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THIS IS MY HAPPY PLACE: Comfortable With Being Uncomfortable

The above picture truly captures me in my happy place: body mid-air, arms swaying strong, relaxed posture, music pumping, hint of grimace and determination on my face as I taste the finish line just ahead.  It was taken at mile 13 of the Staten Island Half Marathon last Sunday. 

Ironically, I was actually quite uncomfortable: my calves started cramping around mile 11 because I was lacking salt, I was sweating so much that my glasses were fogging, my toes were starting to get a little bit numb and my brain was trying to lure me into slowing down to a more comfortable breathing pace.  All that is not what was on my mind in the moment the picture happened.  It’s what was in the back of my mind, trying to takeover.  

What was front of mind is a very simple thought, “You are stronger than you think. The uncomfortable will pass.”  I kept saying these phrases over and over again and willing my legs to go a little bit faster, my knees to lift a little bit higher, my breathing to relax. I thought of my training runs where my coach would push me to run tempo pace for miles (a much faster pace) after an easy 10 miles. Even though I was uncomfortable I knew that eventually I’d settle down and get comfortable with being uncomfortable.  

 

Since January 2013 I have run five Half Marathons (13.1 miles) and all within a finish time range of 2:10-2:14.  I finished the Staten Island Half in 2:04. Not a PR (Personal Record) or the sub-2 hours I so very much long to achieve and not my best Staten Island Half time (last year in 2012 I finished in 2:02) but I gave it my absolute hardest effort. Can’t ask for anything more of myself.

I realized after finishing the Staten Island Half that my legs have two marathons on them over the past year. Although I’d like to believe this fact makes me stronger, it can also make me plateau and face more muscle fatigue. (And oh have I: shins, plantar fascia, calf pains, hamstring tightening!) None of this matters. Comes with the training. I need to just stay relaxed, listen to my body, rest when I should rest during taper, believe in my strength and go as hard as I can for that finish line.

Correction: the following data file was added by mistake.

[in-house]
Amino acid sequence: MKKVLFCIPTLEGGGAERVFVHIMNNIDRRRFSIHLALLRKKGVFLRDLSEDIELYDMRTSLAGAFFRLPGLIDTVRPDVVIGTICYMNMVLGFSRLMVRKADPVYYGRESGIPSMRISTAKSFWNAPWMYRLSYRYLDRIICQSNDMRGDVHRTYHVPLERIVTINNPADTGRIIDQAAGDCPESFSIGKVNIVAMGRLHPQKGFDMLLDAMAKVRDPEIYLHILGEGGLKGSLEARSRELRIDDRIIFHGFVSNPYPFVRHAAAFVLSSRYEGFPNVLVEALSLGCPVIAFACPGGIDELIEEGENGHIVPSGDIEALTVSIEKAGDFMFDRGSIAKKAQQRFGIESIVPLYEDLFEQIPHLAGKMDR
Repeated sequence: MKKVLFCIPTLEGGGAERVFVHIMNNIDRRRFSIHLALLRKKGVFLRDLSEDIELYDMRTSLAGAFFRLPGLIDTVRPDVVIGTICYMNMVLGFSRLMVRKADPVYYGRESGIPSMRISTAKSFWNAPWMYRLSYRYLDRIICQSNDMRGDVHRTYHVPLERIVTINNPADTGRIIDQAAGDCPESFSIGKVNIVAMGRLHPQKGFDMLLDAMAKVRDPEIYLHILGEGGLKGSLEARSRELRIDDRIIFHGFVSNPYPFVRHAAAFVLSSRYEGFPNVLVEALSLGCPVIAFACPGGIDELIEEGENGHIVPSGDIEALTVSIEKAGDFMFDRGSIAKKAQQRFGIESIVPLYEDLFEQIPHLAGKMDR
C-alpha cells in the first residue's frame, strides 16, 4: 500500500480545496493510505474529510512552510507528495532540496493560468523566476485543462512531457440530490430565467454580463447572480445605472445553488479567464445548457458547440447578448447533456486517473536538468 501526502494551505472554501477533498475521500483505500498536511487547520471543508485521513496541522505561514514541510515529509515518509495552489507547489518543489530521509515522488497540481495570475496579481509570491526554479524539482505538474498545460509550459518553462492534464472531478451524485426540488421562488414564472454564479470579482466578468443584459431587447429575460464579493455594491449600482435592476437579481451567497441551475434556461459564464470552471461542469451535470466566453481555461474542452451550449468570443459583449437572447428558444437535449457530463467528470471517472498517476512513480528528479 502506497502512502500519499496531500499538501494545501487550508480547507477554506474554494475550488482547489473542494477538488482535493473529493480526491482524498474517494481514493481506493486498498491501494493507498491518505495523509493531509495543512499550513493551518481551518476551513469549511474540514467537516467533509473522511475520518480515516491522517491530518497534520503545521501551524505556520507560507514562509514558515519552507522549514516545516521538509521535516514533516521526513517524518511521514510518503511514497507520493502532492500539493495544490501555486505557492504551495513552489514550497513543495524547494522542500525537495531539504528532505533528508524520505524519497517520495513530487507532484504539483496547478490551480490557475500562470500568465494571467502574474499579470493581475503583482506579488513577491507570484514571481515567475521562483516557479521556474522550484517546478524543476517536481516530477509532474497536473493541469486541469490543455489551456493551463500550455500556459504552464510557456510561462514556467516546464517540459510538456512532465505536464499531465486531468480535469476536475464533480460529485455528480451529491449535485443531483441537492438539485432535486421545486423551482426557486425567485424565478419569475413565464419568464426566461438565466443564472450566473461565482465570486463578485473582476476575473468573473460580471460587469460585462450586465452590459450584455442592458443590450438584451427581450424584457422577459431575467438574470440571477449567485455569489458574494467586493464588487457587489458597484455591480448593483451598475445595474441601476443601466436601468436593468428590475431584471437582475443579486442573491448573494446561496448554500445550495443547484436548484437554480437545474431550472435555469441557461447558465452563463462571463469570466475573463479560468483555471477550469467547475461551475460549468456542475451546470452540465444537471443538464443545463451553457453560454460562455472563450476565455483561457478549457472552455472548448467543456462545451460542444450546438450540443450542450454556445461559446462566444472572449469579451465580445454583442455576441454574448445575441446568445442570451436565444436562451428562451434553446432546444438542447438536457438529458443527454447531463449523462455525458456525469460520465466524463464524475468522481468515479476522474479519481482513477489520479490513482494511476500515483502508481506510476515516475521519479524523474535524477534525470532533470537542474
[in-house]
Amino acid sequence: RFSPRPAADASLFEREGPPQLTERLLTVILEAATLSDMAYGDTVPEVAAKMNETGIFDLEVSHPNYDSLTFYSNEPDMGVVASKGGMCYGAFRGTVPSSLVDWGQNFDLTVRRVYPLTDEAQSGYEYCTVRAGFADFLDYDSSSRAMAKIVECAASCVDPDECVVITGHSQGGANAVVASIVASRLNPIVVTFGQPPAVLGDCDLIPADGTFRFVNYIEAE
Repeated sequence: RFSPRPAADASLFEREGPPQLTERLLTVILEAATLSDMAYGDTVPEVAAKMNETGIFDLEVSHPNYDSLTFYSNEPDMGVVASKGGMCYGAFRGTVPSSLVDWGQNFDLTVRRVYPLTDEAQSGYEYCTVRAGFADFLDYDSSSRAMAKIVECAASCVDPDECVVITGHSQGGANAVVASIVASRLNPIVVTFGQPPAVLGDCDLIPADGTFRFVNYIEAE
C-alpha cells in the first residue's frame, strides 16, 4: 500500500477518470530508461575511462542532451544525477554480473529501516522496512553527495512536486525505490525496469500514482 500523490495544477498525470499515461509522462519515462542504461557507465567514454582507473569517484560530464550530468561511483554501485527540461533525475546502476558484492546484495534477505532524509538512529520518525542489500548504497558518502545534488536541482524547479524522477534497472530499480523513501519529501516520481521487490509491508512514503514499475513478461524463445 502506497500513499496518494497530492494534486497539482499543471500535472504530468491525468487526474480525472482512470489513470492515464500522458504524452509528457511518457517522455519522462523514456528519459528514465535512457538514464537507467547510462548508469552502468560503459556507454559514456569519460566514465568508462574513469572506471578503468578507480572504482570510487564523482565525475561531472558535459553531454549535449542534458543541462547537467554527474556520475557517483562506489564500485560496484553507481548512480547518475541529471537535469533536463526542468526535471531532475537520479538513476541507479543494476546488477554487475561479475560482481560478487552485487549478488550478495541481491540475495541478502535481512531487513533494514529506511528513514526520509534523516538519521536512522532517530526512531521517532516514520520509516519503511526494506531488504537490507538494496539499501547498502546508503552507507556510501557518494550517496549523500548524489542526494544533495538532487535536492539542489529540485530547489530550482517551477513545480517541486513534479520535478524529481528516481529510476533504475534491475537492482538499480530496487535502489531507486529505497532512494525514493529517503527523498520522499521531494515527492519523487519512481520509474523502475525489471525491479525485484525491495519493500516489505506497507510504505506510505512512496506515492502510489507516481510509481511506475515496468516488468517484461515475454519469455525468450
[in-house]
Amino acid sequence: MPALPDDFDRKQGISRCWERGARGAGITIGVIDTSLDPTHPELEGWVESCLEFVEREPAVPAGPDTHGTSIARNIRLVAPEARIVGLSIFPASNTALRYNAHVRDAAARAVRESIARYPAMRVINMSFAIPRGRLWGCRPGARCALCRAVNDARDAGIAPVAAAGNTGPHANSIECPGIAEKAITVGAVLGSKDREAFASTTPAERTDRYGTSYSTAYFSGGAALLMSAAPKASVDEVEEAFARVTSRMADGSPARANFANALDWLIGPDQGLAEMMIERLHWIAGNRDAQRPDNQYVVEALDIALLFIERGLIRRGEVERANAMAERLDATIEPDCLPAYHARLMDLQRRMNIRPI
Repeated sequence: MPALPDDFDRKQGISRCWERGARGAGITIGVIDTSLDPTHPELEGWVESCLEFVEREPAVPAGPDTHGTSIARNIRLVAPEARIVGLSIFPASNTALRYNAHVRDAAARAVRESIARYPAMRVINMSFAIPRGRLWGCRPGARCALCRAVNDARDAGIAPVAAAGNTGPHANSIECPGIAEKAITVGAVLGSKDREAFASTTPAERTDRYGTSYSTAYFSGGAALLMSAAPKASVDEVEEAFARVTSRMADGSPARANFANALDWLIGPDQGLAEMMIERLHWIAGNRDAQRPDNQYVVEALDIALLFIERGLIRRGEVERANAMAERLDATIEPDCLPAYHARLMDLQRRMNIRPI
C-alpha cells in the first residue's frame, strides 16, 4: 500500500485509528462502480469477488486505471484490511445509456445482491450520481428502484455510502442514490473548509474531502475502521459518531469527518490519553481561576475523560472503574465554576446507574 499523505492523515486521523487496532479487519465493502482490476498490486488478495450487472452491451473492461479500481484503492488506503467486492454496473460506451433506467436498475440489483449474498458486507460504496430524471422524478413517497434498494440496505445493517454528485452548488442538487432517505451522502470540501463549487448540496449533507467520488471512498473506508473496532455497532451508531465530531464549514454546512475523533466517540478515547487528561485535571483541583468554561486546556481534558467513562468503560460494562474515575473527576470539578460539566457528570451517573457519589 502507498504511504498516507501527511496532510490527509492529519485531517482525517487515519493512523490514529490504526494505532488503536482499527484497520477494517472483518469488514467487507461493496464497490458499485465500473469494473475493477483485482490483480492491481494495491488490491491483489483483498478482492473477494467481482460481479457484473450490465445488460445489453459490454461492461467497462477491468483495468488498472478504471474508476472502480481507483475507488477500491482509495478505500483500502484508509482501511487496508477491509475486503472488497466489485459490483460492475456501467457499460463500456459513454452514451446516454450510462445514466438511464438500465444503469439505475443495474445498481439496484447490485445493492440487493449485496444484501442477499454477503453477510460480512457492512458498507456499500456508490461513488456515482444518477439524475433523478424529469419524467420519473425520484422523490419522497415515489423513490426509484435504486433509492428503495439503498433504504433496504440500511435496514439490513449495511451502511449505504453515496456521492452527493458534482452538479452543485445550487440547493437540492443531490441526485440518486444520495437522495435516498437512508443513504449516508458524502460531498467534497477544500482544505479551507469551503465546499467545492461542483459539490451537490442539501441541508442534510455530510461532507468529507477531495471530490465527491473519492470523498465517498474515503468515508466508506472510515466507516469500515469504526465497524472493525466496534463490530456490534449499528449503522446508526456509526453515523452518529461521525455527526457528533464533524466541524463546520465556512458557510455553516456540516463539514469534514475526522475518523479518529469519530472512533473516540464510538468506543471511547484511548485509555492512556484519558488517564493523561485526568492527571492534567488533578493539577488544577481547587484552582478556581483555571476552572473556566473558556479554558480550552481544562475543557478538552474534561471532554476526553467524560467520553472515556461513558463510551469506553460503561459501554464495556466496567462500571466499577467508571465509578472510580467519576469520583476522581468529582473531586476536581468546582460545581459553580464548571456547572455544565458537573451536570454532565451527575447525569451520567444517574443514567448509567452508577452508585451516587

Although I’m not smiling in the above picture, a picture that truly captures my happy place, as soon as I rushed across the finish line, I was smiling ear to ear with immense satisfaction and pride.  I just LOVE that finish line!

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The “Take It Easy” vs “Pass One More Ass” Strategies

I’ve just started reading Hal Higdon’s book “Marathon: The Ulimate Training Guide”.  Practically every page makes some kind of profoundly inspiring statement about running a marathon that just tugs at my heartstrings and makes me bawl up in tears!  

He says the training should begin around 16-18 weeks from the marathon date so for me that will mean in June.  But that doesn’t mean I’m not already focusing on keeping a steady and consistent running schedule to keep my legs strong and endurance at its strongest level.   He suggests keeping a diary or a blog throughout your training.  Check! Already on it. 

This Saturday I’m running a lovely 10k NYRR race in Central Park.  My strategy is to run it for speedwork.  I’ve been trying to improve my pace this past year into the 9:30 – 10:00min pace range for runs over 5 miles. 

On Jan 21 I’m looking forward to running the Manhattan Half Marathon in Central Park.  For that one I just want to have a steady 10:30 pace which will be the same pace I had for the Staten Island Half, Grete’s Gallop and Queens Halfs in 2011.  Grete’s Gallop was also a half marathon in Central Park and it was, by far, the hardest course I have ever run.  The rolling hills were just that, rolling… and endless. Even the last 5 miles, up and down, up and down.  So my attitude is to just take it easy and focus on having fun and finishing.

Funny how I mentally go into races generally thinking I’ll take it easy and just push when I can, and cruise when I want, don’t overdo anything, just focus on finishing and having fun.  But then once I cross the Start Line the ‘Take It Easy’ strategy flies off with the breeze of a pack of runners and I’m suddenly pushing myself to pass one more ass.  The ‘Pass One More Ass’ strategy has really helped me go faster. 

My sister (also a runner on a similar journey as myself in planning to run her first marathon at the ING NYC Marathon) made the suggestion to me once when she joined me halfway into Grete’s Gallop to help push me along.  She said, ‘Find an ass and pass it!’.  It works.  There’s always some ass in front of me that if I zone in on it and take a deep breath I’ll gradually manage to squeeze past.   Now whenever I run a race, I inevitably take the Pass One More Ass strategy. 

 

 

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